'Fan girl' meets PhD: Why Drake is the subject of a doctorate
Josh Elliott, CTVNews.ca
Published Monday, January 23, 2017 9:26AM EST
What kind of rapper puts his parents, his crappy first job and his bar mitzvah footage in his music videos?
Only Drake, the unapologetically Toronto-born, biracial rapper who's become one of the biggest names in the music world.
Canadian student Amara Pope has been peeling back the layers of Drake's music videos to get at what makes him so popular, as she works toward a PhD in media studies at Western University.
Pope says Drake appeals to a broad range of tastes because he embraces his Canadian roots, his religious background, his African-Jewish heritage and his tremendous success in the United States.
"He's uniquely positioned, based on his own experiences, to draw on these different aspects of his identity," Pope told CTV's Your Morning on Monday.
Pope, who started her research as a master’s student at Wilfrid Laurier University, focused her research on how Drake embraces his many identities through his music videos for "H.Y.F.R.," "Started from the Bottom" and "Worst Behavior."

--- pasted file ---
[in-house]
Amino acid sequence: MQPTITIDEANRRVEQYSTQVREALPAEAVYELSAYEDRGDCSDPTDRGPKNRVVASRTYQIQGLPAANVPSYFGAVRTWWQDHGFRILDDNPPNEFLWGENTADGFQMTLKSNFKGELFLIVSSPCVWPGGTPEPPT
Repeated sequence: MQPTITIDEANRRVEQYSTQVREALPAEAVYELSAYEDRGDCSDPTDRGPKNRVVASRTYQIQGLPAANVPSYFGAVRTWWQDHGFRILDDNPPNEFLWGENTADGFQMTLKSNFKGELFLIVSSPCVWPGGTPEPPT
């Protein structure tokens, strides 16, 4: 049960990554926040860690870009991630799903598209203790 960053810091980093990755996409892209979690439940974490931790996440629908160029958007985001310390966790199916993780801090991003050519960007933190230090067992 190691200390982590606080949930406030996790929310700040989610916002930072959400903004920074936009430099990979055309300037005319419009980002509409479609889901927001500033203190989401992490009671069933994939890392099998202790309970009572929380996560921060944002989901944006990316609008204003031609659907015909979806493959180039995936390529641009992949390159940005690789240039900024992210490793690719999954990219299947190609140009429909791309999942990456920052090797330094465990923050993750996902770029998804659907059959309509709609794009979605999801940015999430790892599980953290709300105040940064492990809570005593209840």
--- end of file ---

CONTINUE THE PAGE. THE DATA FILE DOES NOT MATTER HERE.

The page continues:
Each video shows Drake embracing his roots. In "H.Y.F.R.," for instance, the video opens with actual footage of Drake from his bar mitzvah, and leads into a remixed, rap-style recreation of the Jewish rite of manhood.
Pope points out that "Worst Behavior" uses the American spelling of the word, and features Drake's father, an African-American, in the video shot in his hometown of Memphis, Tennessee.
But perhaps the most unapologetically Canadian video of the bunch is "Started from the Bottom," in which Drake shows his Toronto roots. The rapper is shown walking through his Rosedale neighbourhood, working at his teenage part-time job at Shoppers Drug Mart, and flying over the CN Tower. His mother is also shown in the video, before the setting shifts from the snow-swept streets of T.O. to California, where Drake has achieved mainstream success in the music industry.
"He's capitalizing on this Canadian identity but he's pitching himself as American," Pope said.
She added that she loves combining her academic career with "being a fan girl."